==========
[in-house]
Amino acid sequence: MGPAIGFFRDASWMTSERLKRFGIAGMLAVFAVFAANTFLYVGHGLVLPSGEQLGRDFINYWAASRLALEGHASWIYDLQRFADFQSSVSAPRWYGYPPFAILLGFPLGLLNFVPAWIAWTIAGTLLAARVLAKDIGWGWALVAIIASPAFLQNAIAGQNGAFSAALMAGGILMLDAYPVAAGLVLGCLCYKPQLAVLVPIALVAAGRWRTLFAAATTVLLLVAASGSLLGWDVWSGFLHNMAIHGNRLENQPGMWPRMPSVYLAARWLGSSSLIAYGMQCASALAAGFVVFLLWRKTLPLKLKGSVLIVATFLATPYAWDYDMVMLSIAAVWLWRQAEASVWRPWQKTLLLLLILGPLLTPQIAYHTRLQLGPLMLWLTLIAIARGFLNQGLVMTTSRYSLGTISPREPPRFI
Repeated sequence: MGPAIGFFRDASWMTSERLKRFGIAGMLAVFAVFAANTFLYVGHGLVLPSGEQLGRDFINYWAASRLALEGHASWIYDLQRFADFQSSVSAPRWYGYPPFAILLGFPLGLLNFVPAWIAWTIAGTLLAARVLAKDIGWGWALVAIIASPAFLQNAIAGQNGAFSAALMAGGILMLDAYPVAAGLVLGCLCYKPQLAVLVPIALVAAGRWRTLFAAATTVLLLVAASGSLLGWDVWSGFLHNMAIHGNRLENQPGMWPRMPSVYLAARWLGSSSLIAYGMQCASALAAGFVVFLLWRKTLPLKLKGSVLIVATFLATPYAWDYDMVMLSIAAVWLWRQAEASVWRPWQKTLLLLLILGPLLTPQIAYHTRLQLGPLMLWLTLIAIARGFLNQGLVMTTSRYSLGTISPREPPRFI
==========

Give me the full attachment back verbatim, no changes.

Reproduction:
[in-house]
Amino acid sequence: MGPAIGFFRDASWMTSERLKRFGIAGMLAVFAVFAANTFLYVGHGLVLPSGEQLGRDFINYWAASRLALEGHASWIYDLQRFADFQSSVSAPRWYGYPPFAILLGFPLGLLNFVPAWIAWTIAGTLLAARVLAKDIGWGWALVAIIASPAFLQNAIAGQNGAFSAALMAGGILMLDAYPVAAGLVLGCLCYKPQLAVLVPIALVAAGRWRTLFAAATTVLLLVAASGSLLGWDVWSGFLHNMAIHGNRLENQPGMWPRMPSVYLAARWLGSSSLIAYGMQCASALAAGFVVFLLWRKTLPLKLKGSVLIVATFLATPYAWDYDMVMLSIAAVWLWRQAEASVWRPWQKTLLLLLILGPLLTPQIAYHTRLQLGPLMLWLTLIAIARGFLNQGLVMTTSRYSLGTISPREPPRFI
Repeated sequence: MGPAIGFFRDASWMTSERLKRFGIAGMLAVFAVFAANTFLYVGHGLVLPSGEQLGRDFINYWAASRLALEGHASWIYDLQRFADFQSSVSAPRWYGYPPFAILLGFPLGLLNFVPAWIAWTIAGTLLAARVLAKDIGWGWALVAIIASPAFLQNAIAGQNGAFSAALMAGGILMLDAYPVAAGLVLGCLCYKPQLAVLVPIALVAAGRWRTLFAAATTVLLLVAASGSLLGWDVWSGFLHNMAIHGNRLENQPGMWPRMPSVYLAARWLGSSSLIAYGMQCASALAAGFVVFLLWRKTLPLKLKGSVLIVATFLATPYAWDYDMVMLSIAAVWLWRQAEASVWRPWQKTLLLLLILGPLLTPQIAYHTRLQLGPLMLWLTLIAIARGFLNQGLVMTTSRYSLGTISPREPPRFI